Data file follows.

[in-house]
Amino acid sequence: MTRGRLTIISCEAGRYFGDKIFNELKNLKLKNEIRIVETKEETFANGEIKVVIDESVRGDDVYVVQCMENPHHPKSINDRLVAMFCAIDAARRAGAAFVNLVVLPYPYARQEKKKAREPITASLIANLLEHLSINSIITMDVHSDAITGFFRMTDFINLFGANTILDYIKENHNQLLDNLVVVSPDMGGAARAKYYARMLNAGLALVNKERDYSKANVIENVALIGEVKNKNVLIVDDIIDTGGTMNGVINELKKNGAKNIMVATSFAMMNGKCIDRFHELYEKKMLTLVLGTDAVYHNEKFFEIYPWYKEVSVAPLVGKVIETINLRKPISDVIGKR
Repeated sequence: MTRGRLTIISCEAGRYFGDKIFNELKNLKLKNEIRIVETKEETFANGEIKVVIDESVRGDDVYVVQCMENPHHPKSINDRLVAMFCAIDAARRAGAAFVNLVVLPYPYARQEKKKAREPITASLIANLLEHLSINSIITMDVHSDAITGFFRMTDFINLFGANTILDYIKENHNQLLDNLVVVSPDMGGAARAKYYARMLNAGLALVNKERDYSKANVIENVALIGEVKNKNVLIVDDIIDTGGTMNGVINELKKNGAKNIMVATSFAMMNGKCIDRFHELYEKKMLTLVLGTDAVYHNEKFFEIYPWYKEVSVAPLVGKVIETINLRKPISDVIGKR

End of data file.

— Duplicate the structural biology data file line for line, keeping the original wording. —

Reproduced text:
[in-house]
Amino acid sequence: MTRGRLTIISCEAGRYFGDKIFNELKNLKLKNEIRIVETKEETFANGEIKVVIDESVRGDDVYVVQCMENPHHPKSINDRLVAMFCAIDAARRAGAAFVNLVVLPYPYARQEKKKAREPITASLIANLLEHLSINSIITMDVHSDAITGFFRMTDFINLFGANTILDYIKENHNQLLDNLVVVSPDMGGAARAKYYARMLNAGLALVNKERDYSKANVIENVALIGEVKNKNVLIVDDIIDTGGTMNGVINELKKNGAKNIMVATSFAMMNGKCIDRFHELYEKKMLTLVLGTDAVYHNEKFFEIYPWYKEVSVAPLVGKVIETINLRKPISDVIGKR
Repeated sequence: MTRGRLTIISCEAGRYFGDKIFNELKNLKLKNEIRIVETKEETFANGEIKVVIDESVRGDDVYVVQCMENPHHPKSINDRLVAMFCAIDAARRAGAAFVNLVVLPYPYARQEKKKAREPITASLIANLLEHLSINSIITMDVHSDAITGFFRMTDFINLFGANTILDYIKENHNQLLDNLVVVSPDMGGAARAKYYARMLNAGLALVNKERDYSKANVIENVALIGEVKNKNVLIVDDIIDTGGTMNGVINELKKNGAKNIMVATSFAMMNGKCIDRFHELYEKKMLTLVLGTDAVYHNEKFFEIYPWYKEVSVAPLVGKVIETINLRKPISDVIGKR